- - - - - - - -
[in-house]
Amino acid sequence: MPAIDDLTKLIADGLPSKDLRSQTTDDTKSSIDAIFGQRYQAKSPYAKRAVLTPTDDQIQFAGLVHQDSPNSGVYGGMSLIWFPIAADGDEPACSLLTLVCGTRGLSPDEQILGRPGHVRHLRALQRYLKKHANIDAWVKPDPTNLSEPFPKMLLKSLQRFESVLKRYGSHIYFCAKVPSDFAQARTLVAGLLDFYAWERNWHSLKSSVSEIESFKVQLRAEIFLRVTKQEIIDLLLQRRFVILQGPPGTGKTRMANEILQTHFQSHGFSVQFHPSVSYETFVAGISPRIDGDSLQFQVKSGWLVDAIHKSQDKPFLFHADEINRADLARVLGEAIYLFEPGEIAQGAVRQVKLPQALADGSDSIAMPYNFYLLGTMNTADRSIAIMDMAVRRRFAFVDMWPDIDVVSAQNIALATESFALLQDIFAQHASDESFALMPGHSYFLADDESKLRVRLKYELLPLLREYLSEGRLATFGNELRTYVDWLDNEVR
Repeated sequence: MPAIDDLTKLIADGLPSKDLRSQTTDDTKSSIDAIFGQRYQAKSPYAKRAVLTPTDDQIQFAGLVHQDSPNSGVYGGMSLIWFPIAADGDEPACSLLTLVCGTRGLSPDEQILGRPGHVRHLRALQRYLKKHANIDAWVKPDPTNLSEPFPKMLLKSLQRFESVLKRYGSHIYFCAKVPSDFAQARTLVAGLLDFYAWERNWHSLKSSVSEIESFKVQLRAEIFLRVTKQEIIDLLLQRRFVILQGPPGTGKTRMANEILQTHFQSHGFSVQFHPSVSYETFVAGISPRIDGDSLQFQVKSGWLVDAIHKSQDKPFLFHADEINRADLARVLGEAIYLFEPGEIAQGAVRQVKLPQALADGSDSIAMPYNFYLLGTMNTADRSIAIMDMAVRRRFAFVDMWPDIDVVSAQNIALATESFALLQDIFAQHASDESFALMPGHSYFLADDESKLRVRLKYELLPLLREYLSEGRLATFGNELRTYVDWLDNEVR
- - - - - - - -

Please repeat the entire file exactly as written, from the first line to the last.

[in-house]
Amino acid sequence: MPAIDDLTKLIADGLPSKDLRSQTTDDTKSSIDAIFGQRYQAKSPYAKRAVLTPTDDQIQFAGLVHQDSPNSGVYGGMSLIWFPIAADGDEPACSLLTLVCGTRGLSPDEQILGRPGHVRHLRALQRYLKKHANIDAWVKPDPTNLSEPFPKMLLKSLQRFESVLKRYGSHIYFCAKVPSDFAQARTLVAGLLDFYAWERNWHSLKSSVSEIESFKVQLRAEIFLRVTKQEIIDLLLQRRFVILQGPPGTGKTRMANEILQTHFQSHGFSVQFHPSVSYETFVAGISPRIDGDSLQFQVKSGWLVDAIHKSQDKPFLFHADEINRADLARVLGEAIYLFEPGEIAQGAVRQVKLPQALADGSDSIAMPYNFYLLGTMNTADRSIAIMDMAVRRRFAFVDMWPDIDVVSAQNIALATESFALLQDIFAQHASDESFALMPGHSYFLADDESKLRVRLKYELLPLLREYLSEGRLATFGNELRTYVDWLDNEVR
Repeated sequence: MPAIDDLTKLIADGLPSKDLRSQTTDDTKSSIDAIFGQRYQAKSPYAKRAVLTPTDDQIQFAGLVHQDSPNSGVYGGMSLIWFPIAADGDEPACSLLTLVCGTRGLSPDEQILGRPGHVRHLRALQRYLKKHANIDAWVKPDPTNLSEPFPKMLLKSLQRFESVLKRYGSHIYFCAKVPSDFAQARTLVAGLLDFYAWERNWHSLKSSVSEIESFKVQLRAEIFLRVTKQEIIDLLLQRRFVILQGPPGTGKTRMANEILQTHFQSHGFSVQFHPSVSYETFVAGISPRIDGDSLQFQVKSGWLVDAIHKSQDKPFLFHADEINRADLARVLGEAIYLFEPGEIAQGAVRQVKLPQALADGSDSIAMPYNFYLLGTMNTADRSIAIMDMAVRRRFAFVDMWPDIDVVSAQNIALATESFALLQDIFAQHASDESFALMPGHSYFLADDESKLRVRLKYELLPLLREYLSEGRLATFGNELRTYVDWLDNEVR